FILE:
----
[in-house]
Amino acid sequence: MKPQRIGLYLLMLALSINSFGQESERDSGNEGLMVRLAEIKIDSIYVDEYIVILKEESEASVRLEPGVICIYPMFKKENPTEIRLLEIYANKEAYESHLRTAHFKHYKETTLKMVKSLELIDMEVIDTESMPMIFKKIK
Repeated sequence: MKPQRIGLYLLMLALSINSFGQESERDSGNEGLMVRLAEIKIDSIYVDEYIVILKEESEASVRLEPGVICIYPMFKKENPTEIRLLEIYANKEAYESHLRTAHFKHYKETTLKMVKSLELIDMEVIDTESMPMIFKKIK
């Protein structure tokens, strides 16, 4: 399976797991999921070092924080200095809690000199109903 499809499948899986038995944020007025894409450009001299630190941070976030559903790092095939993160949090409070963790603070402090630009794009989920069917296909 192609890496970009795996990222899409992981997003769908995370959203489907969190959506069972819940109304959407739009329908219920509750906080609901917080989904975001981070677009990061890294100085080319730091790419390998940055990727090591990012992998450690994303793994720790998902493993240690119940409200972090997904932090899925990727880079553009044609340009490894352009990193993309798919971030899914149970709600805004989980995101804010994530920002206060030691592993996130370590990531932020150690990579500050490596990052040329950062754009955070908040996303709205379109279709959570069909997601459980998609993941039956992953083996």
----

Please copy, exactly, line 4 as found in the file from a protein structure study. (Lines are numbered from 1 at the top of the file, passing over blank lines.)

């Protein structure tokens, strides 16, 4: 399976797991999921070092924080200095809690000199109903 499809499948899986038995944020007025894409450009001299630190941070976030559903790092095939993160949090409070963790603070402090630009794009989920069917296909 192609890496970009795996990222899409992981997003769908995370959203489907969190959506069972819940109304959407739009329908219920509750906080609901917080989904975001981070677009990061890294100085080319730091790419390998940055990727090591990012992998450690994303793994720790998902493993240690119940409200972090997904932090899925990727880079553009044609340009490894352009990193993309798919971030899914149970709600805004989980995101804010994530920002206060030691592993996130370590990531932020150690990579500050490596990052040329950062754009955070908040996303709205379109279709959570069909997601459980998609993941039956992953083996």